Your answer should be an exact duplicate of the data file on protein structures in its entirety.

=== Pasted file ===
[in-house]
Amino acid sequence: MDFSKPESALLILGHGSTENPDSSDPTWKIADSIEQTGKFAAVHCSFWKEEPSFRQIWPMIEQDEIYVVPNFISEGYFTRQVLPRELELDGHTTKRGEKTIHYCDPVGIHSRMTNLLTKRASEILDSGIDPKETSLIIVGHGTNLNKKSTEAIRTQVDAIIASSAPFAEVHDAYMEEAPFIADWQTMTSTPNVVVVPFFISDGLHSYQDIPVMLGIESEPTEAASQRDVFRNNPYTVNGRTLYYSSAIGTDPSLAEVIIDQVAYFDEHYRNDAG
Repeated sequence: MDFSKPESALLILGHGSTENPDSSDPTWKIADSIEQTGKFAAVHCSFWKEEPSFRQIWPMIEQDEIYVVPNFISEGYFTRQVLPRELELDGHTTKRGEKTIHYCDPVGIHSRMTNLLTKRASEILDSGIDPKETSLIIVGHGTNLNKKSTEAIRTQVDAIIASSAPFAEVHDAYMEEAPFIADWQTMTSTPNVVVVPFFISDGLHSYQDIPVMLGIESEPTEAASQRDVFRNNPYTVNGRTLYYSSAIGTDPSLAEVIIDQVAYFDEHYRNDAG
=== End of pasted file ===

[in-house]
Amino acid sequence: MDFSKPESALLILGHGSTENPDSSDPTWKIADSIEQTGKFAAVHCSFWKEEPSFRQIWPMIEQDEIYVVPNFISEGYFTRQVLPRELELDGHTTKRGEKTIHYCDPVGIHSRMTNLLTKRASEILDSGIDPKETSLIIVGHGTNLNKKSTEAIRTQVDAIIASSAPFAEVHDAYMEEAPFIADWQTMTSTPNVVVVPFFISDGLHSYQDIPVMLGIESEPTEAASQRDVFRNNPYTVNGRTLYYSSAIGTDPSLAEVIIDQVAYFDEHYRNDAG
Repeated sequence: MDFSKPESALLILGHGSTENPDSSDPTWKIADSIEQTGKFAAVHCSFWKEEPSFRQIWPMIEQDEIYVVPNFISEGYFTRQVLPRELELDGHTTKRGEKTIHYCDPVGIHSRMTNLLTKRASEILDSGIDPKETSLIIVGHGTNLNKKSTEAIRTQVDAIIASSAPFAEVHDAYMEEAPFIADWQTMTSTPNVVVVPFFISDGLHSYQDIPVMLGIESEPTEAASQRDVFRNNPYTVNGRTLYYSSAIGTDPSLAEVIIDQVAYFDEHYRNDAG